We assume we need holy texts. We also assume that nature is flawed along with humans.
What I've discovered is that most religions (especially christianity) are complex systems built on those assumptions.
What if we are actually perfect, exactly as we should be, but all that is missing is our realisation of that?
Every single person created knows what love is. Its inherent in our deepest psych. We may not understand it fully or have experienced it, but the deep longing for unconditional love is absolutely universal. In fact, its the only thing that truly is universal.
The only thing that brings life and healing is love.
The bible myth about the "tree of the knowledge of good and evil" expresses the basis of the problem - we keep choosing to look at everything in terms of right and wrong instead of love. Even Paul in the New Testament, hinted at it often with statements like "everything is permissible but not everything is beneficial".
The people we all most admire and respect as examples are those who live from that place of unconditional love. They don't judge, they simply love.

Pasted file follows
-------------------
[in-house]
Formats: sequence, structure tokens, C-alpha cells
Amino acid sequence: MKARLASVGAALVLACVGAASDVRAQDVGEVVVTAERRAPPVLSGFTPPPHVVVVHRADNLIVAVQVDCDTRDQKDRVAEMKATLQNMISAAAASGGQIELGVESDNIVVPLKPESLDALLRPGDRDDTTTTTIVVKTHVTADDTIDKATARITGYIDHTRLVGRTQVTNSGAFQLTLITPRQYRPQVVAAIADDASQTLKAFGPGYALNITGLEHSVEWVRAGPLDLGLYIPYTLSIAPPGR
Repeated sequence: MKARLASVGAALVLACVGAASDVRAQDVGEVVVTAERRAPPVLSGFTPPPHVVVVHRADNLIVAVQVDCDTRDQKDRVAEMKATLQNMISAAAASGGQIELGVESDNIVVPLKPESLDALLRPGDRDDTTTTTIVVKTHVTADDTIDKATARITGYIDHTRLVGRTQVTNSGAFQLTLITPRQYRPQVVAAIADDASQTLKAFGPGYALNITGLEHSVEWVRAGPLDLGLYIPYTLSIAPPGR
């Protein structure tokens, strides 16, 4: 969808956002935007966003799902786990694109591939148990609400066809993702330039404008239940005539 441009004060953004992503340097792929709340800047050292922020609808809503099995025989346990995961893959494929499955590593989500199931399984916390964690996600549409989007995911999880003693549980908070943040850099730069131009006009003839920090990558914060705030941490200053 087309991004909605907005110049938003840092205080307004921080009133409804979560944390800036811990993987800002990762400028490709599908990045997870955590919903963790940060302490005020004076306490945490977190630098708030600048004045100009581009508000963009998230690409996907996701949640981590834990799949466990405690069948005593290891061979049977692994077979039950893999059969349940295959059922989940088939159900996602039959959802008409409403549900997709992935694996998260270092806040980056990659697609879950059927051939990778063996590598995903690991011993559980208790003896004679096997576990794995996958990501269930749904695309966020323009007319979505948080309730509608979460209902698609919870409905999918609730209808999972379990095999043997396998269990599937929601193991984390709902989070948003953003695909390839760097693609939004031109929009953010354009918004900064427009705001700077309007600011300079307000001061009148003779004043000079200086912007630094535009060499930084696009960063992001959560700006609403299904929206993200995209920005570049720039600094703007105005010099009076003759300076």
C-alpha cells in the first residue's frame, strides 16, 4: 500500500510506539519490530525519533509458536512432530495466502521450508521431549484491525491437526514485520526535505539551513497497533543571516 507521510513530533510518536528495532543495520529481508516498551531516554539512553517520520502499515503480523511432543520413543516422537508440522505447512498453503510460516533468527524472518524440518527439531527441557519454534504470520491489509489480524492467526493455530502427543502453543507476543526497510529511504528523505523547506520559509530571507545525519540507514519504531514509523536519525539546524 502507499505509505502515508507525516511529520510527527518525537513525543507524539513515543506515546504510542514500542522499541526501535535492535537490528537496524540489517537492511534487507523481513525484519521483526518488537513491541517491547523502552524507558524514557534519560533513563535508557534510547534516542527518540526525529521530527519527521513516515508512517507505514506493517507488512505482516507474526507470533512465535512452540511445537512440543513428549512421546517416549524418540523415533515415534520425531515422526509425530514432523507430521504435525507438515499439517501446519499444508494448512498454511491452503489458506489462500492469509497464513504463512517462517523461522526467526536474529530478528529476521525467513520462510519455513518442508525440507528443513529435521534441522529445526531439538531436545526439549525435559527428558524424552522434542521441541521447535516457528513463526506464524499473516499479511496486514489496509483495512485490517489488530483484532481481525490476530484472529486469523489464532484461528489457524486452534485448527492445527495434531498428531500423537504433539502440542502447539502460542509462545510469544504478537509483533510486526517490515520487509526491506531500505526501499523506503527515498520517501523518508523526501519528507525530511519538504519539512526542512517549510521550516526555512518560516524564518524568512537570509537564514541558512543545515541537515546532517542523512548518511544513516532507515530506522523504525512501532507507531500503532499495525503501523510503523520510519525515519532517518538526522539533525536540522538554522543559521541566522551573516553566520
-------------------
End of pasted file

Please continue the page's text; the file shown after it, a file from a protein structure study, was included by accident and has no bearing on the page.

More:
We don't need any holy writings for this. Its already who we are. We simply need to acknowledge it, and "repent" - a word that literally means to just change your mind. That's it!! Just change your mind about who you are.
Sure we will still act in unloving ways as we gradually learn our true identity, but all we have to do is be responsible for any mess we make. That's all there is to it!
Its living loved. Everything else is a distraction.
We think we need endless books and sacred writings of wisdom that talk of how and what to do to be good people - but we already are perfect people - we have just been convinced that we aren't by choosing to judge right and wrong instead of living loved.
Its a massive paradigm shift, but myself and millions over the centuries (all history I guess) have discovered that this really is the narrow road - its the real gospel, and the only thing that brings real freedom and the "fruit of the spirit". Its taking responsibility for who we really are, not shifting that responsibility on to the shoulders of others.